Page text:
Most parents of teenagers have some concern about whether their children use alcohol. If you're the parent of a teen, restricting access to the alcohol in your home and talking with your teen about the risks of underage drinking are two good steps to take. But there's no guarantee that your teen and his friends won't find other ways to drink alcohol, particularly if other parents aren't as diligent about prohibiting teen drinking.
The parents of a 17-year-old Chalk Hill, Pennsylvania, boy who died in a drunk-driving accident last year are suing the owner of a posh Fayette County resort, claiming that he allowed his daughter and her friends -- including the plaintiffs' son -- to drink before getting into the fatal crash. The parents say that the owner knew his then-15-year-old daughter would serve liquor to her friends and did nothing to stop it. The couple are suing the father, his daughter, the teen driver who caused the accident and the resort for wrongful death and negligence. The suit also names Nemocolin, where the resort is located, claiming that the speed limit at the curve where the driver lost control was unsafe and contributed to the fatal crash.
According to the lawsuit, the resort owner was home while his daughter hosted an underage drinking party in September 2011 but did nothing to stop the teens from drinking, and that such parties were a regular occurrence at the home and the resort. On the night their son died, the parents allege, the teens got into a car driven by a drunk 17-year-old boy, who lost control on a curve in the road and crashed into a tree. The plaintiffs' son, who was riding in the back seat, was ejected from the car and died five days later.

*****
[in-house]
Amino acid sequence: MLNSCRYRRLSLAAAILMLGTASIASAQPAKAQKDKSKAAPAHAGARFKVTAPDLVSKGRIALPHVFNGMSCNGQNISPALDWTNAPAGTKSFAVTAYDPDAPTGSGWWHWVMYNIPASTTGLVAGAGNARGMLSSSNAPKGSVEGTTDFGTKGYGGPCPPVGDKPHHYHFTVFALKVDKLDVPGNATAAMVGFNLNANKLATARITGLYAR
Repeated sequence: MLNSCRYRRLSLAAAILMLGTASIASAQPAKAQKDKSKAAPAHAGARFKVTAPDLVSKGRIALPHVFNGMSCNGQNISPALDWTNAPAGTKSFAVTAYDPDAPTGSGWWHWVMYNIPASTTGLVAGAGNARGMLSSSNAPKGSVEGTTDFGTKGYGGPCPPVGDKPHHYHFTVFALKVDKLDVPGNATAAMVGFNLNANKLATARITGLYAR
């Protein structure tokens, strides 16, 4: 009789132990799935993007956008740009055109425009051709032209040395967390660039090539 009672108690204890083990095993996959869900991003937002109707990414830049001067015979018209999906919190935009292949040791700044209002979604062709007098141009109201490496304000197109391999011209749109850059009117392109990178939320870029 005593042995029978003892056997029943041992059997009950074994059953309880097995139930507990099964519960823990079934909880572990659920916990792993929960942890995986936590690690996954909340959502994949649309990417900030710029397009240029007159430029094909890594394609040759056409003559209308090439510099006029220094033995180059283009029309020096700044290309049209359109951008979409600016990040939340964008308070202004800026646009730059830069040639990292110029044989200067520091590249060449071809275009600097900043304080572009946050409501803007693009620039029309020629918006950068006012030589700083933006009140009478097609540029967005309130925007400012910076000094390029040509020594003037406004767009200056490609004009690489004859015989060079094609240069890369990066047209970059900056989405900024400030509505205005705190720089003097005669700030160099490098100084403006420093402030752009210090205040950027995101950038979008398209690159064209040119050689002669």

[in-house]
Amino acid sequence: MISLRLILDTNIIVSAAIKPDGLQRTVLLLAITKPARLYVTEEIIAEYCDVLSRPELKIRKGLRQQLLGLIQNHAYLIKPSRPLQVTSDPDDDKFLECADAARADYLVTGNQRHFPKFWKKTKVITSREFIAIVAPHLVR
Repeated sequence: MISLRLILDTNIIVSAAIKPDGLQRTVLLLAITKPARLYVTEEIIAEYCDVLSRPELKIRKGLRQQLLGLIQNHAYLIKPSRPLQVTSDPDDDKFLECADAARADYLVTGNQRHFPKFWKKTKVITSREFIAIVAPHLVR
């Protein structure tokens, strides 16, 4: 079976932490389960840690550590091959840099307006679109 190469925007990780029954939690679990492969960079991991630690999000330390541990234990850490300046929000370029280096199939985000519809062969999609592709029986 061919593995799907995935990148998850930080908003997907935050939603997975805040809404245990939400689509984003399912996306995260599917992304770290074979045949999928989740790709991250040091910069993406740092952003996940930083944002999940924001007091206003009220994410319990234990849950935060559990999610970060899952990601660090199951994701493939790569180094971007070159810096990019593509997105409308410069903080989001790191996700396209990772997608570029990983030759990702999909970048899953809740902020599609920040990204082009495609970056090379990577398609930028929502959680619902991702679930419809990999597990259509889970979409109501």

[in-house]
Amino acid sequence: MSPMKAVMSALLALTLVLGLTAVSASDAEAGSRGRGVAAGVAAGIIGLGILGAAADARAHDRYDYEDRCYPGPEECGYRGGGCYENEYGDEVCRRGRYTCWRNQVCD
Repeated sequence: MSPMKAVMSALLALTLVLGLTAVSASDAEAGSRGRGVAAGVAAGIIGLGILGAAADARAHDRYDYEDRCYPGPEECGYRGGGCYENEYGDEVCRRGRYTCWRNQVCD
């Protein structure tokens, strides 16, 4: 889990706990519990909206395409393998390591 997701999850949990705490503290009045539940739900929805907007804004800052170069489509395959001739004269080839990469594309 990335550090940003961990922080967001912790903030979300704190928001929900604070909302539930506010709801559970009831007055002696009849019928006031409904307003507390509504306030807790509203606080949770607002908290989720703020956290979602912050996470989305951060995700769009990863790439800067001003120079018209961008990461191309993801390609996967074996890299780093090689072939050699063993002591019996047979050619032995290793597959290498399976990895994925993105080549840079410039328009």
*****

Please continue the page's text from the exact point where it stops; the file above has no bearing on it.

The driver, now 18, was charged as a juvenile with several offenses, including driving under the influence, homicide and aggravated assault by vehicle, and homicide by vehicle while DUI. If the parents' wrongful death lawsuit is successful, the driver, resort owner, his daughter and others could end up having to compensate the parents for the wrongful death of their son.
The lawsuit reminds us that while parents have some control over how to restrict their children's alcohol use, a lack of concern by other can lead to tragic accidents like this one.
Source: TribLive, "Parents sue Joe Hardy, Nemacolin Woodlands Resort for son's death," Liz Zemba, Oct. 30, 2012
• Our firm handles situations similar to the one described in this post. To learn more about our practice, visit our Harrisburg wrongful death page.